stone face

The Myth of Sisyphus by Albert Camus is one of those books, my favorite kind, that has worked on my consciousness for years after reading it. When revisiting certain passages, it strikes me that I had been thinking along these lines to the point that now the words sing to me more than ever.

The gist of the book’s message is to live the most (not the best) by focusing attention on the experience of existence while acknowledging the absurdity of our condition (that we yearn for meaning in a random existence, so we “color the void” with our images).

“It is during that return, that pause, that Sisyphus interests me.  A face that toils so close to stones is already stone itself! I see that man going back down with a heavy yet measured step toward the torment of which he will never know the end.  That hour like a breathing-space which returns as surely as his suffering, that is the hour of consciousness. At each of those moments when he leaves the heights and gradually sinks toward the lairs of the gods, he is superior to his fate.  He is stronger than his rock.” Albert Camus, The Myth of Sisyphus (p. 121)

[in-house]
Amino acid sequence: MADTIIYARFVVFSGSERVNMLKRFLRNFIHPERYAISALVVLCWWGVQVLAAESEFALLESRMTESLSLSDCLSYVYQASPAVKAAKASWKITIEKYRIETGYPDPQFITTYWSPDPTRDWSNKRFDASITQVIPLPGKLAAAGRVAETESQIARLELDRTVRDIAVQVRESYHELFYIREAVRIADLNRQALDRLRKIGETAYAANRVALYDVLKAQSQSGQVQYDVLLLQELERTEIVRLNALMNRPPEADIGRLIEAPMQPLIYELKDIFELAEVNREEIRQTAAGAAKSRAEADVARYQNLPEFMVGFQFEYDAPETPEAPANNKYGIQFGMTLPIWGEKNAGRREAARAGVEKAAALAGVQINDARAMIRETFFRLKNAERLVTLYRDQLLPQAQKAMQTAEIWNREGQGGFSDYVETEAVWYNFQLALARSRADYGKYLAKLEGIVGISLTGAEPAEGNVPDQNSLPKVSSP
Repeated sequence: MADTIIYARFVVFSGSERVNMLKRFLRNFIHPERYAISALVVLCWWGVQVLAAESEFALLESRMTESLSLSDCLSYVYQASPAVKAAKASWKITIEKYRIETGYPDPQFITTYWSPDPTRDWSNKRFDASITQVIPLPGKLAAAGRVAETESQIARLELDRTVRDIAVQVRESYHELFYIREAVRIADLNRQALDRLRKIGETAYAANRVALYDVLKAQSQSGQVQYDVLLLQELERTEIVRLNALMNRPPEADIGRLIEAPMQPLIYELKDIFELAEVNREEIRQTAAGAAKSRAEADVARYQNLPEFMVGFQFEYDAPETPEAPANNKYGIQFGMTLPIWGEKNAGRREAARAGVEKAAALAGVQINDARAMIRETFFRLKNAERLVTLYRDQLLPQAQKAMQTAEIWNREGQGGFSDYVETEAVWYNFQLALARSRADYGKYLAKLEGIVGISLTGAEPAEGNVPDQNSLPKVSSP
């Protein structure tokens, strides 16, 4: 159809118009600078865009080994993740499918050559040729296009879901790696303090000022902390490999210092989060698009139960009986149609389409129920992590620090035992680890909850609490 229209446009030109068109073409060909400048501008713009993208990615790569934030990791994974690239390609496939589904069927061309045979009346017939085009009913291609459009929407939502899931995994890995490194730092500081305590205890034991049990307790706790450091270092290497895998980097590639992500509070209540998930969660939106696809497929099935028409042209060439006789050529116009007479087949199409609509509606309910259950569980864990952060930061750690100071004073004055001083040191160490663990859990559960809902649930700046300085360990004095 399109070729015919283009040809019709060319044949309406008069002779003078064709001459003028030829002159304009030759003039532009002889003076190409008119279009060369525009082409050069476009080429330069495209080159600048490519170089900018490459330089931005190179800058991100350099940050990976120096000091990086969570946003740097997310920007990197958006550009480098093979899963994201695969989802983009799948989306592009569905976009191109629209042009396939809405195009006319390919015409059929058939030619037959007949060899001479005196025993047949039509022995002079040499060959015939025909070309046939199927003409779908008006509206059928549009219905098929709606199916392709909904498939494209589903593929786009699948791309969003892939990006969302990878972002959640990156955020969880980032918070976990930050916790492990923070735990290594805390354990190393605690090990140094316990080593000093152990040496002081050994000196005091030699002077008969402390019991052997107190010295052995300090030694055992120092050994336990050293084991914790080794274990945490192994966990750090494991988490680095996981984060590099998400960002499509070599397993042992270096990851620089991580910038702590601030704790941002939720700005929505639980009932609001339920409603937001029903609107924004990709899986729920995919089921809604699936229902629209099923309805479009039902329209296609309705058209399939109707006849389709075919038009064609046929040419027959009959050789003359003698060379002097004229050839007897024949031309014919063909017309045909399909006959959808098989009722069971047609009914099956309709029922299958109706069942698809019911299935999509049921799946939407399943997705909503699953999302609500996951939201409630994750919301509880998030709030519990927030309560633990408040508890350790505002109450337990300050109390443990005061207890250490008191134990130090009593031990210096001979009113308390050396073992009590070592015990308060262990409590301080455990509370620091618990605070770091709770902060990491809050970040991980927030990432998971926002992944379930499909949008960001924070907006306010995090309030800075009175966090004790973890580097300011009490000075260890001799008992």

When I’m feeling the tragic fate of existence, it is this private victory that I keep in mind.

The Immensity of Randomness

The hoodoos left behind in this amphitheater of erosion wear the costumes and masks that disguise randomness as they sing the chorus about the illusion of essence with labels of purpose so easily shifted by angle and light.

These curtains of erosion hide the absurdity behind them, for I raise my camera and point the lens at what it pretends to capture: eternal formations defining my mortal position more than the immensity of randomness.

This curse of the fixed image (and labels) and its fate as a screen made me think of this interesting observation made by Albert Camus: “In Italian museums are sometimes found little painted screens that the priest used to hold in front of the face of condemned men to hide the scaffolding.  The leap in all its forms, rushing into the divine or the eternal, surrendering to the illusions of the everyday or of the idea – all those screens hide the absurd.” -Albert Camus, The Myth of Sisyphus (p. 91)